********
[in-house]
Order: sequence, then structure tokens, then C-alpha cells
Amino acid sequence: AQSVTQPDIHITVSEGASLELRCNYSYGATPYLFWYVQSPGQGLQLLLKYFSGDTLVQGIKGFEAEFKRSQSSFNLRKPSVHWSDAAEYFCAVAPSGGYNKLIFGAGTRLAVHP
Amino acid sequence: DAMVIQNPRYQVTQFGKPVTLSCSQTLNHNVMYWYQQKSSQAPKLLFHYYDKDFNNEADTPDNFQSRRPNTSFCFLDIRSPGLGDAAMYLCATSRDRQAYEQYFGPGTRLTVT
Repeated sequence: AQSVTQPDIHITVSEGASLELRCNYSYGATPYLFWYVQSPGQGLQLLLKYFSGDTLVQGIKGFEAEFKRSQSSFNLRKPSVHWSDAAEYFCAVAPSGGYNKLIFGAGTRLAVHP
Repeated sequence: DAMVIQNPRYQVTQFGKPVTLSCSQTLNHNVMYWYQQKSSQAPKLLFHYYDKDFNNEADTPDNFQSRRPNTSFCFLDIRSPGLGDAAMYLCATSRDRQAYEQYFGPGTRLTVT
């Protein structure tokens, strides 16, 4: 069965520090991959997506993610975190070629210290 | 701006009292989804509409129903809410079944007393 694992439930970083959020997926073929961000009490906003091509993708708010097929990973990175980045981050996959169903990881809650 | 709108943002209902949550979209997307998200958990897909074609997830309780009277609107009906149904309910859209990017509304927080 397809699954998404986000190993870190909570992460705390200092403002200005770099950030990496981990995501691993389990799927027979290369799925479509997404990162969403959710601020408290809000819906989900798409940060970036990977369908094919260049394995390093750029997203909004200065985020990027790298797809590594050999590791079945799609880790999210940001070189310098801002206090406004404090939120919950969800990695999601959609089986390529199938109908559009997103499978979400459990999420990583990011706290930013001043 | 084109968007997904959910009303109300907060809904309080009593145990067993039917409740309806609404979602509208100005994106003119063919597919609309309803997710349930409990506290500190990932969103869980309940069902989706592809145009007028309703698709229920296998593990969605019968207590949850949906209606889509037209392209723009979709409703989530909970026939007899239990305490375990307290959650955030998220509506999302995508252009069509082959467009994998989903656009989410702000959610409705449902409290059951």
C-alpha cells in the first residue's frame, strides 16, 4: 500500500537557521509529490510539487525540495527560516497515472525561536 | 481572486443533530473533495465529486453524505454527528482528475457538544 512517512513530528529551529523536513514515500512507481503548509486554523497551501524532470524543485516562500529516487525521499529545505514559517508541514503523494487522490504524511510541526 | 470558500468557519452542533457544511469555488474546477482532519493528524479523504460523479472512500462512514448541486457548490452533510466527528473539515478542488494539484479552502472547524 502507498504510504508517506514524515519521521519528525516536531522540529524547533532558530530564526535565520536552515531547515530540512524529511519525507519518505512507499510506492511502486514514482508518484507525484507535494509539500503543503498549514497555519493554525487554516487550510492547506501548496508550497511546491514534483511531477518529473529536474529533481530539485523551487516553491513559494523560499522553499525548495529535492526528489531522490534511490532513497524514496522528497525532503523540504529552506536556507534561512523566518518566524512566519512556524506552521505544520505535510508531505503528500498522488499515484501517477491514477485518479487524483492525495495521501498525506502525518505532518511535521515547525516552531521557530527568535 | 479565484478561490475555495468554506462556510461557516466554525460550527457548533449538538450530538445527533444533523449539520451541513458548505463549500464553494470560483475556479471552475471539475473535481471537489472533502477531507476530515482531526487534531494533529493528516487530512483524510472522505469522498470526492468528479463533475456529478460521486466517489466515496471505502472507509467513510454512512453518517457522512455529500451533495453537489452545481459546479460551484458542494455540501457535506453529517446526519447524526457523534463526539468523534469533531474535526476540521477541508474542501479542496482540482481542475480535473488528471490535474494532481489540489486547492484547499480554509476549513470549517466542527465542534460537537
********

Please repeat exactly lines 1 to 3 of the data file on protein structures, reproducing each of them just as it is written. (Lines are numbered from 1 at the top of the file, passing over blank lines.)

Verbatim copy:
[in-house]
Order: sequence, then structure tokens, then C-alpha cells
Amino acid sequence: AQSVTQPDIHITVSEGASLELRCNYSYGATPYLFWYVQSPGQGLQLLLKYFSGDTLVQGIKGFEAEFKRSQSSFNLRKPSVHWSDAAEYFCAVAPSGGYNKLIFGAGTRLAVHP